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Philosophical Studies

, Volume 173, Issue 9, pp 2377–2396 | Cite as

Contextualism about object-seeing

  • Ben PhillipsEmail author
Article

Abstract

When is seeing part of an object enough to qualify as seeing the object itself? For instance, is seeing a cat’s tail enough to qualify as seeing the cat itself? I argue that whether a subject qualifies as seeing a given object varies with the context of the ascriber. Having made an initial case for the context-sensitivity of object-seeing, I then address the contention that it is merely a feature of the ordinary notion. I argue that the notions of object-seeing that earn their explanatory keep in both vision science and the philosophy of perception are context-sensitive as well.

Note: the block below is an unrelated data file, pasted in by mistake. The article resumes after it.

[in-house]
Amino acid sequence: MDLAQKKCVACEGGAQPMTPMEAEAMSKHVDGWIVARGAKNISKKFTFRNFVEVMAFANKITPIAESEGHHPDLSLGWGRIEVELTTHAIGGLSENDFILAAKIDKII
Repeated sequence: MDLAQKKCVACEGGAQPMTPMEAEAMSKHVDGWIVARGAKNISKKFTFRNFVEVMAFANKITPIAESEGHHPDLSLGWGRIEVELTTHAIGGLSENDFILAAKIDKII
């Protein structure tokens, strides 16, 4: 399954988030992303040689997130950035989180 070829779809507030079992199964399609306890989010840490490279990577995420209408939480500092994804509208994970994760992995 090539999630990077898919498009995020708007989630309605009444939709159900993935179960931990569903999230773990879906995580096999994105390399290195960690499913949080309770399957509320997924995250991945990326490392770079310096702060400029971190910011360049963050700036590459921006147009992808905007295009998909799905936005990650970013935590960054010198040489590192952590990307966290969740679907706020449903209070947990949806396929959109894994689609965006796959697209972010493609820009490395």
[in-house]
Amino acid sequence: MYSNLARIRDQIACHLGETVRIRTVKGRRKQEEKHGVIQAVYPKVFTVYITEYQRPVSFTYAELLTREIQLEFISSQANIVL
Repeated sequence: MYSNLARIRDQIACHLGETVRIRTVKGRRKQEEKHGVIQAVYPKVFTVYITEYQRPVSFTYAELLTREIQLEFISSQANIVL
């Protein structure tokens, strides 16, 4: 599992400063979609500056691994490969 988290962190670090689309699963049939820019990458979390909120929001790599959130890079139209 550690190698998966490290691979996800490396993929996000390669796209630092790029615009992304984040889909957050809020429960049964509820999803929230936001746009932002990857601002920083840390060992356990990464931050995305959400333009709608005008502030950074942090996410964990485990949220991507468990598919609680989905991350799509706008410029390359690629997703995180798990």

Keywords

Object-seeing Contextualism Seeing-ascriptions Multiple-object tracking Perceptual demonstrative thought 

Notes

Acknowledgments

I would like to thank the following people for useful input on earlier versions of this paper: Jacob Berger, Tony Dardis, Ryan DeChant, Jørgen Dyrstad, Nemira Gasiunas, Grace Helton, Zoe Jenkin, Uriah Kriegel, Laura Larocca, Myrto Mylopoulus, David Neely, Gary Ostertag, Jesse Prinz, Jake Quilty-Dunn, David Rosenthal, Jonathan Schaffer, and Elmar Geir Unnsteinsson. I’m also grateful to audiences at the CUNY Cognitive Science Speaker Series, L’Institut Jean Nicod, and the University of Toronto.

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Copyright information

© Springer Science+Business Media Dordrecht 2015

Authors and Affiliations

  1. 1.The Graduate CenterCUNYNew YorkUSA

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